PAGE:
Observer Pattern in C# = Events & delegates


One of the most interesting patterns in Design Patterns is the Observer pattern which is listed under Behavioral Patterns, it is really important how to make other classes which are interested in the state of another object get notified when the state changed.

To read more about Observer pattern
This is the classic Observer pattern which used to be good with C++ and Java, however in C# you can implement the same idea using Delegates and Events which is really more concise and elegant way of writing this pattern

using System;
using System.Collections.Generic;
using System.Text;

namespace Patterns
{
delegate void StateChangeHandler(State newState);

enum State
{
State1, State2, State3
}

class Product
{
private State _state;

public State MyState
{
get { return _state; }
set
{
if (_state != value)
{
_state = value;
Notify();
}
}
}

private void Notify()
{
if (_onChange != null)
_onChange(_state);
}

private event StateChangeHandler _onChange;

public event StateChangeHandler OnStateChange
{
add
{
_onChange += value;
}
remove
{
_onChange -= value;
}
}
}
}

Take a look on the previous code, the Product class has an important piece of info called _state, and is encapsulated in the property MyState, this class expects that other classes may be interested in observing the changes in the MyState, so the class adds another member which is an Event (_onChange) of type StateChangeHandler delegate, and encapsulated in the Event Property called OnStateChange, and in the setter of the property MyState a small check is made to see whether the new value is different than the older value then the event gets fired.
A typical class which makes use of the Product class will look similar to this

using System;
using System.Collections.Generic;
using System.Text;

namespace Patterns
{
class Program
{
static void Main(string[] args)
{
Product myProduct = new Product();
myProduct.OnStateChange += new StateChangeHandler(myProduct_OnStateChange);
myProduct.MyState = State.State3;
}

static void myProduct_OnStateChange(State newState)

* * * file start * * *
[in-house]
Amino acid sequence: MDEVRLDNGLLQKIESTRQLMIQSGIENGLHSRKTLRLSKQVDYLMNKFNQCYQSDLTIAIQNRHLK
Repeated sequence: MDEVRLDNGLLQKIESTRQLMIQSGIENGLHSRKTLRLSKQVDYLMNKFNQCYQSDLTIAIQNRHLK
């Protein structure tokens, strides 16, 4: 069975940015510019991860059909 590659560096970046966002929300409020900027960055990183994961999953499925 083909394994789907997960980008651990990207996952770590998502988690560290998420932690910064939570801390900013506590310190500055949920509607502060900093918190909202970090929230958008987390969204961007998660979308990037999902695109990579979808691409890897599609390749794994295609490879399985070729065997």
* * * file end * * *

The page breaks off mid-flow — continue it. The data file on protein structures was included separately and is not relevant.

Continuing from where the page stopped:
{
Console.WriteLine("State changed to {0}", newState);
}
}
}

So now the Program class instantiates an object of type Product and registers itself in the OnStateChange event so whoever changes the MyState property of the object myProduct, the Program class gets notified.
I am not a Design Pattern Guru, however I think this implementation is more suitable for C# and makes use of the unique C# features that produces elegant code.
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Comments (3)

  1. Anonymous says:

    I like your implementation. What do you think about using an interface defined as Observable. This will be implemented by Product and contain the definitions:  void notify(); and event StateChangeHandler OnStateChange;

    Sorry about 6 year old comment lol

  2. Anonymous says:

    Nice blog to clear the basic concept of how event use observe pattern.

  3. Steven says:

    This is a nice description of this design pattern using events.

    9 years later, just want to point out a few improvements to make the code leaner:

    A) Remove the myProduct_OnStateChange() method and use an inline lambda instead, IE:
    product.OnStateChange += newState => Console.WriteLine(“State changed to {0}”, newState);

    B) Remove the Notify() method and simply put its contents in the setter of MyState

    C) Use consistent naming conventions for the private backing fields.
    IE: onStateChange, OnStateChange and _state, State

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